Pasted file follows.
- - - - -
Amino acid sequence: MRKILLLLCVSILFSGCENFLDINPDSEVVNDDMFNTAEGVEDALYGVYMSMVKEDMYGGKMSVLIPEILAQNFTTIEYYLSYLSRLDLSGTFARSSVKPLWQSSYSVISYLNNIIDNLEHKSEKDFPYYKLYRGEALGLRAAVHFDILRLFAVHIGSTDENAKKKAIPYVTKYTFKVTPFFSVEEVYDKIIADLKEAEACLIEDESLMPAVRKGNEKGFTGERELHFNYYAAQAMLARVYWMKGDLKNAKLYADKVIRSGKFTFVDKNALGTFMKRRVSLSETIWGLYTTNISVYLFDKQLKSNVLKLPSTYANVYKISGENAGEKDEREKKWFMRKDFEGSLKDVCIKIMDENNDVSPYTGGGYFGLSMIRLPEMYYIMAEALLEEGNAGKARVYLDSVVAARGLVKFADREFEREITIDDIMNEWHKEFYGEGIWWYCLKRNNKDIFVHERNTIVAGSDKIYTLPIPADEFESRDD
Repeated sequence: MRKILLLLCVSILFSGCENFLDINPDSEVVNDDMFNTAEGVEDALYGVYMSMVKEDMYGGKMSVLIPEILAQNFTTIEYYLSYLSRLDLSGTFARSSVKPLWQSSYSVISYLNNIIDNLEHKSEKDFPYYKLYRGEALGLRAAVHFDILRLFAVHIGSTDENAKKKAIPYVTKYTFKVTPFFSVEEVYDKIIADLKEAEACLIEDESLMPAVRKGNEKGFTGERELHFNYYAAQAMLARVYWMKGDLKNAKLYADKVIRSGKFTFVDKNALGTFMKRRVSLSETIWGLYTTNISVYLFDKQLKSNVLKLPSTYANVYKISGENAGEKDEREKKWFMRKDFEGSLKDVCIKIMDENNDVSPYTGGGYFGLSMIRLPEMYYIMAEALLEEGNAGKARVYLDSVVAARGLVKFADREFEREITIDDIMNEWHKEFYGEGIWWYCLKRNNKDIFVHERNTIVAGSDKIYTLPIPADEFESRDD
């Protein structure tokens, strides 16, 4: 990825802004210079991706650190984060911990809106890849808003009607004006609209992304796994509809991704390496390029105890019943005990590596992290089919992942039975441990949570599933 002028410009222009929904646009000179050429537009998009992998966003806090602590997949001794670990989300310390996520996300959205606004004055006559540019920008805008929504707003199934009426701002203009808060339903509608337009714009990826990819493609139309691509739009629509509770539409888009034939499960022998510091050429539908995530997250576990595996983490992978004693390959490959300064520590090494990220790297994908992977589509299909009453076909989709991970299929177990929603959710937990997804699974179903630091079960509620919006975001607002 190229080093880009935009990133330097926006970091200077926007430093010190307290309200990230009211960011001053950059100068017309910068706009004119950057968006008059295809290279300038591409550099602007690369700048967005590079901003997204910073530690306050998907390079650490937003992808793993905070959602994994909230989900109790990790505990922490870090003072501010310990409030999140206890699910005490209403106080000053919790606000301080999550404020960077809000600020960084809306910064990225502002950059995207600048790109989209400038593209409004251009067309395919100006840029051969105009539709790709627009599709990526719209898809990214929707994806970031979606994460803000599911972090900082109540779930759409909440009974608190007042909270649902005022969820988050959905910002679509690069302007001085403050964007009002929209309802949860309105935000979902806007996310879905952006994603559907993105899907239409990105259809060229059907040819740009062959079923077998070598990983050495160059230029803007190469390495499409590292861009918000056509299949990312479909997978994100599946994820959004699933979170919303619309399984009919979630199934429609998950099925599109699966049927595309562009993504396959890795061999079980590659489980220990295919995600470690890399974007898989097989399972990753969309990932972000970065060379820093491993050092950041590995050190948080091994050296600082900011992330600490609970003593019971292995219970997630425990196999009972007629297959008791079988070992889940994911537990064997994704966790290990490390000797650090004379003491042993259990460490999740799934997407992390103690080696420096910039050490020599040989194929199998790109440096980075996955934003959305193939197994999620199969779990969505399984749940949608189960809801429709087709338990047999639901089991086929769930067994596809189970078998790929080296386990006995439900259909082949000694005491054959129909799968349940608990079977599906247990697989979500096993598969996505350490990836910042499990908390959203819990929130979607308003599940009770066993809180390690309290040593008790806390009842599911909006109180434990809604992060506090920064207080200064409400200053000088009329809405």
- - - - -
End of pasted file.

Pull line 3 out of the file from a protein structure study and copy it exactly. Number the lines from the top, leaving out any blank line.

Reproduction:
């Protein structure tokens, strides 16, 4: 990825802004210079991706650190984060911990809106890849808003009607004006609209992304796994509809991704390496390029105890019943005990590596992290089919992942039975441990949570599933 002028410009222009929904646009000179050429537009998009992998966003806090602590997949001794670990989300310390996520996300959205606004004055006559540019920008805008929504707003199934009426701002203009808060339903509608337009714009990826990819493609139309691509739009629509509770539409888009034939499960022998510091050429539908995530997250576990595996983490992978004693390959490959300064520590090494990220790297994908992977589509299909009453076909989709991970299929177990929603959710937990997804699974179903630091079960509620919006975001607002 190229080093880009935009990133330097926006970091200077926007430093010190307290309200990230009211960011001053950059100068017309910068706009004119950057968006008059295809290279300038591409550099602007690369700048967005590079901003997204910073530690306050998907390079650490937003992808793993905070959602994994909230989900109790990790505990922490870090003072501010310990409030999140206890699910005490209403106080000053919790606000301080999550404020960077809000600020960084809306910064990225502002950059995207600048790109989209400038593209409004251009067309395919100006840029051969105009539709790709627009599709990526719209898809990214929707994806970031979606994460803000599911972090900082109540779930759409909440009974608190007042909270649902005022969820988050959905910002679509690069302007001085403050964007009002929209309802949860309105935000979902806007996310879905952006994603559907993105899907239409990105259809060229059907040819740009062959079923077998070598990983050495160059230029803007190469390495499409590292861009918000056509299949990312479909997978994100599946994820959004699933979170919303619309399984009919979630199934429609998950099925599109699966049927595309562009993504396959890795061999079980590659489980220990295919995600470690890399974007898989097989399972990753969309990932972000970065060379820093491993050092950041590995050190948080091994050296600082900011992330600490609970003593019971292995219970997630425990196999009972007629297959008791079988070992889940994911537990064997994704966790290990490390000797650090004379003491042993259990460490999740799934997407992390103690080696420096910039050490020599040989194929199998790109440096980075996955934003959305193939197994999620199969779990969505399984749940949608189960809801429709087709338990047999639901089991086929769930067994596809189970078998790929080296386990006995439900259909082949000694005491054959129909799968349940608990079977599906247990697989979500096993598969996505350490990836910042499990908390959203819990929130979607308003599940009770066993809180390690309290040593008790806390009842599911909006109180434990809604992060506090920064207080200064409400200053000088009329809405």